Cannabis sativa, which has negligible amounts of THC.  This is what’s commonly referred to as hemp.  All hemp products in the store (seeds, protein, oil, etc) come from this plant and not cannabis indica.  Further more, THC is only found on the leaves of the cannabis leaf which aren’t used in hemp products.

And if you’re still scared, it gets even better.  Cannabis sativa (hemp) contains large amounts of a substance called CBD, which is a cannabinoid that counteracts the mood altering effects of marijuana.  So consuming hemp actually gives you an anti-high.

Hemp products have been around for millennia and it’s one of the most tested and durable crops on earth.

3). It’s Less Addictive and Toxic Than Nicotine and Alcohol

It’s very difficult to directly die from cannabis consumption.

There are three useful ways to think about the addictiveness and toxicity of hemp and marijuana:

  • Acute Toxicity – This is the chance that you could kill yourself by overdosing on it in one sitting.  The standard way to measure this is something called the LD50, which is how much it takes to kill the average person in one dose (median lethal dose for the 50th percentile).  There are no presently recorded cases of marijuana overdose in humans….it’s very difficult, in much the same way it’d be really hard to overdose on spinach or cauliflower.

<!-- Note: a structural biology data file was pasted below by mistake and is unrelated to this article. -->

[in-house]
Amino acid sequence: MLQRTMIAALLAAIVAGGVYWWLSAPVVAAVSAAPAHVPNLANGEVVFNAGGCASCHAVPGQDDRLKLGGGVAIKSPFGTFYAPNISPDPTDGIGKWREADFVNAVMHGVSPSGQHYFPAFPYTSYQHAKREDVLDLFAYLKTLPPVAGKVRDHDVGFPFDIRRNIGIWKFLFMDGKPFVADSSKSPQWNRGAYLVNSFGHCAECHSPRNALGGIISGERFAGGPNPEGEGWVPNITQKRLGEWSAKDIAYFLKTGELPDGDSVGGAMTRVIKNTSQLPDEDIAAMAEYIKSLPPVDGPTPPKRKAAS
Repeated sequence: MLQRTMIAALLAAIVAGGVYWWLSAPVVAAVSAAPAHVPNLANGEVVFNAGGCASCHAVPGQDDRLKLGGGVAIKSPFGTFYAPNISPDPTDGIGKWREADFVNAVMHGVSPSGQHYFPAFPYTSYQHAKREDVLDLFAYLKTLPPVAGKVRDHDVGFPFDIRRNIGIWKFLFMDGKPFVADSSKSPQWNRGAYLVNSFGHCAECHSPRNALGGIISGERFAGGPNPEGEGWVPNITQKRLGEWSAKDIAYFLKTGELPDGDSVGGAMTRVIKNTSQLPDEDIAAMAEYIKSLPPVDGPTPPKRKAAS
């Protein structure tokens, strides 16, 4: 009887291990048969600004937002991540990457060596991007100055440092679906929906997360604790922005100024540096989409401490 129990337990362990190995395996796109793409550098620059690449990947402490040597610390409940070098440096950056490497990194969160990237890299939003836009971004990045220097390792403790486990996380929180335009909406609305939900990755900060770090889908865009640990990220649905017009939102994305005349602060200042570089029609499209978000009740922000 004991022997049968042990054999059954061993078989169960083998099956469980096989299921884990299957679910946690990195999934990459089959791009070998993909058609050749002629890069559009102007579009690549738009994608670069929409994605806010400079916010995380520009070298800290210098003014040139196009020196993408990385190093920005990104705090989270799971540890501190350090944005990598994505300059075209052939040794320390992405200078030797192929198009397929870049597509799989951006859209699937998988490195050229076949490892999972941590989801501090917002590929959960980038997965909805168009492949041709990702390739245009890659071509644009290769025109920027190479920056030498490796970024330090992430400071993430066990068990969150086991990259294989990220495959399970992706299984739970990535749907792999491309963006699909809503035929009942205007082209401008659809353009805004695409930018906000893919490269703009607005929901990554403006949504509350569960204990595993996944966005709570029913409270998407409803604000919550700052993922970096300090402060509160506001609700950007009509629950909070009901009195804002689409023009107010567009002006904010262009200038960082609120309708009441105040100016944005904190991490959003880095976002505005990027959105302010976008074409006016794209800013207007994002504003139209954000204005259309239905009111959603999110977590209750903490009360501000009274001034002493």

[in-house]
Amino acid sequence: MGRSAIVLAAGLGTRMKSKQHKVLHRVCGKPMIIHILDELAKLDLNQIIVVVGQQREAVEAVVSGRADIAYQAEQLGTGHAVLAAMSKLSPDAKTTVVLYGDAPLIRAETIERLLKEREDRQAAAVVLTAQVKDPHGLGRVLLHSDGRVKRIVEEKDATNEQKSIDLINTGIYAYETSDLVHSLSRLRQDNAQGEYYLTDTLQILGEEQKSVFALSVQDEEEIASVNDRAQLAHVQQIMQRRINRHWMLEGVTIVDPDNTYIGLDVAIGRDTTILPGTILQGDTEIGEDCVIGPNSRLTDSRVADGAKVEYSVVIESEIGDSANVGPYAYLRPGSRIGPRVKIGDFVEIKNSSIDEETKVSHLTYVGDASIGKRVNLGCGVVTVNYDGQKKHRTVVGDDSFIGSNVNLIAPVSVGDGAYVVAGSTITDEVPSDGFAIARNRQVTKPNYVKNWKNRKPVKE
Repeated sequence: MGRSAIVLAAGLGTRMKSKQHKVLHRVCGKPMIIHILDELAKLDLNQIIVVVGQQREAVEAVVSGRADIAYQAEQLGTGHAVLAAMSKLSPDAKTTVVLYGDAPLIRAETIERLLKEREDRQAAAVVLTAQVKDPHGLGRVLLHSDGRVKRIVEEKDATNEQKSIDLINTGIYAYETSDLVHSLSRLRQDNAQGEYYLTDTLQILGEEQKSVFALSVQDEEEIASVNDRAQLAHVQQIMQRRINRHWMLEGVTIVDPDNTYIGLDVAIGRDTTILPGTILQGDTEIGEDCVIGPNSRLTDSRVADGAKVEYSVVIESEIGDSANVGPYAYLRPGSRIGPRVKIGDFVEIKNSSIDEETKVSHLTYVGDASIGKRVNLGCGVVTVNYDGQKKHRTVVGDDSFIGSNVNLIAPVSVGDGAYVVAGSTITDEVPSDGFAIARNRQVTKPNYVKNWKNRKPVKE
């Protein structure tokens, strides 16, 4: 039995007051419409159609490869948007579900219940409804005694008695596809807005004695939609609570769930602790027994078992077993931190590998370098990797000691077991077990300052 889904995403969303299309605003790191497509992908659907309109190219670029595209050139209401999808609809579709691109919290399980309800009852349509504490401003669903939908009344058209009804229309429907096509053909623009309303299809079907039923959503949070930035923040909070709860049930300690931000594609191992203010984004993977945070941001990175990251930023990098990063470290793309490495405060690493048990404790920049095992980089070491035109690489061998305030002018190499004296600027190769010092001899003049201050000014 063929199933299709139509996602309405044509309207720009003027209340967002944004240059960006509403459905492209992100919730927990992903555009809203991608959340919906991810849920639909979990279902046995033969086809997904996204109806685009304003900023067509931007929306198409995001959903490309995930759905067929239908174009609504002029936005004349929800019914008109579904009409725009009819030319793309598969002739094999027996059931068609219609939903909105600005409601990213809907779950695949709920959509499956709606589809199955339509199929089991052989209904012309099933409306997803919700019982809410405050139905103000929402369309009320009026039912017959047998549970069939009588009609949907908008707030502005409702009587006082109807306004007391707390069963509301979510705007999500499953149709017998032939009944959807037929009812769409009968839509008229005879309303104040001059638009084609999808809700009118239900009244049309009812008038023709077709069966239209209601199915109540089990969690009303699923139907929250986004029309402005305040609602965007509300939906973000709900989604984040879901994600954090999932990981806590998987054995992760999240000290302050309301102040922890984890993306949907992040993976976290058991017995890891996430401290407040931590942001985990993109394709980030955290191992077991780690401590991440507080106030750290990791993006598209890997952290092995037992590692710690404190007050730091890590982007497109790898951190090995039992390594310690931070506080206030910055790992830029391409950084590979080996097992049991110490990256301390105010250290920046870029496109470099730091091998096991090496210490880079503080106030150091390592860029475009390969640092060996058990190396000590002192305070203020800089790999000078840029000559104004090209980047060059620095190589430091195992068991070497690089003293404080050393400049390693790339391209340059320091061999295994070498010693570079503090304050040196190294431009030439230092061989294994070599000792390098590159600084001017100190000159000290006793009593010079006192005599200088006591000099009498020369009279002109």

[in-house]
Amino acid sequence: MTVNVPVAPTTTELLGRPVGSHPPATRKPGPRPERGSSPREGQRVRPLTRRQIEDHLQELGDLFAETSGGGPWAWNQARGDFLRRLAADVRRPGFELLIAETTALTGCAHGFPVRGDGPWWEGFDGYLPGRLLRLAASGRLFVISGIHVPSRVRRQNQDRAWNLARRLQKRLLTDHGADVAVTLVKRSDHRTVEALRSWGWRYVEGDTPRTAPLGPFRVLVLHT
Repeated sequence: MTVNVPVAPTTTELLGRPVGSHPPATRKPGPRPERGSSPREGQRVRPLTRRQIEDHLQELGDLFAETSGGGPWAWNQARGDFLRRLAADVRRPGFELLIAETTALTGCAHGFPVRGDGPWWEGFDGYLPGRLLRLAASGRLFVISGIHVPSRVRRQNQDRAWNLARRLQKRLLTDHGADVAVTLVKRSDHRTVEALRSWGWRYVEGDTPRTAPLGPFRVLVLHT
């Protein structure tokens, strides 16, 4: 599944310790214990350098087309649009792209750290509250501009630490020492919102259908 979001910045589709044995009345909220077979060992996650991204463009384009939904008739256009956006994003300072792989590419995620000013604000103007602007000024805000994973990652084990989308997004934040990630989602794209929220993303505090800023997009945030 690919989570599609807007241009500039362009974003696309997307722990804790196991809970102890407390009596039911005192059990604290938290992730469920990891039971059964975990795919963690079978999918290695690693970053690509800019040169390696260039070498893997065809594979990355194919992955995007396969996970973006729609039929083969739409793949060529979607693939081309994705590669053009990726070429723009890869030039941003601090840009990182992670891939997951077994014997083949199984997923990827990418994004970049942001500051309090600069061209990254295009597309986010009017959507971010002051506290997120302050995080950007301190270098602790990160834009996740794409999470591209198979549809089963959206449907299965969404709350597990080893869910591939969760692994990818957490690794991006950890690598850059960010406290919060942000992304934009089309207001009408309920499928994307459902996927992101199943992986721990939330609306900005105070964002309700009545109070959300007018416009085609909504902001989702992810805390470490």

The LD50 for THC in mice is 1270mg/kg.  That figure can be hard to conceptualize, but to put it in perspective the LD50 for  nicotine is 50mg/kg, caffeine is 192mg/kg, and cyanide is 6 mg/kg.

A drawback of the LD50 is that it says nothing about how much of an ingredient you need for it to have a biological effect.  If the LD50 of something is 5,000mg/kg but you need to have 4500 mg/kg to feel its effect then you’re still cutting it pretty close.

In this regard THC also fares very well.  Most people feel its affect after about 3mg total, and even the most resistant people (ie, total potheads) need at most 20-30 mg to feel its effect.  So despite THC’s fairly strong affects on the mind, it never really approaches the upper speed limit of what your body can handle.